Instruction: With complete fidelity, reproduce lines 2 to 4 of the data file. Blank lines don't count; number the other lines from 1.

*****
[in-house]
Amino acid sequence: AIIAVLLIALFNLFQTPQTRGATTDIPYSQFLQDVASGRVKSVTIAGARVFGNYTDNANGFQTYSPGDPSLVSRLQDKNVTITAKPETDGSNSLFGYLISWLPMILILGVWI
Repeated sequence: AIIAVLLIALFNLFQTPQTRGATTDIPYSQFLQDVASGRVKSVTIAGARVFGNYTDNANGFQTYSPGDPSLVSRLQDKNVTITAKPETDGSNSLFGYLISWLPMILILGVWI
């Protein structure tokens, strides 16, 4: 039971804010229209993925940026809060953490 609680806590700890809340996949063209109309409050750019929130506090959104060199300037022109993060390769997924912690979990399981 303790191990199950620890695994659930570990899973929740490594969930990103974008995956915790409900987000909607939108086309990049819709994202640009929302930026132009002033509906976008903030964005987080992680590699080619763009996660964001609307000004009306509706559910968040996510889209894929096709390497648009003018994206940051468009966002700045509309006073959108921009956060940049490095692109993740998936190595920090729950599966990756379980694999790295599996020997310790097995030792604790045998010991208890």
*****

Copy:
Amino acid sequence: AIIAVLLIALFNLFQTPQTRGATTDIPYSQFLQDVASGRVKSVTIAGARVFGNYTDNANGFQTYSPGDPSLVSRLQDKNVTITAKPETDGSNSLFGYLISWLPMILILGVWI
Repeated sequence: AIIAVLLIALFNLFQTPQTRGATTDIPYSQFLQDVASGRVKSVTIAGARVFGNYTDNANGFQTYSPGDPSLVSRLQDKNVTITAKPETDGSNSLFGYLISWLPMILILGVWI
């Protein structure tokens, strides 16, 4: 039971804010229209993925940026809060953490 609680806590700890809340996949063209109309409050750019929130506090959104060199300037022109993060390769997924912690979990399981 303790191990199950620890695994659930570990899973929740490594969930990103974008995956915790409900987000909607939108086309990049819709994202640009929302930026132009002033509906976008903030964005987080992680590699080619763009996660964001609307000004009306509706559910968040996510889209894929096709390497648009003018994206940051468009966002700045509309006073959108921009956060940049490095692109993740998936190595920090729950599966990756379980694999790295599996020997310790097995030792604790045998010991208890």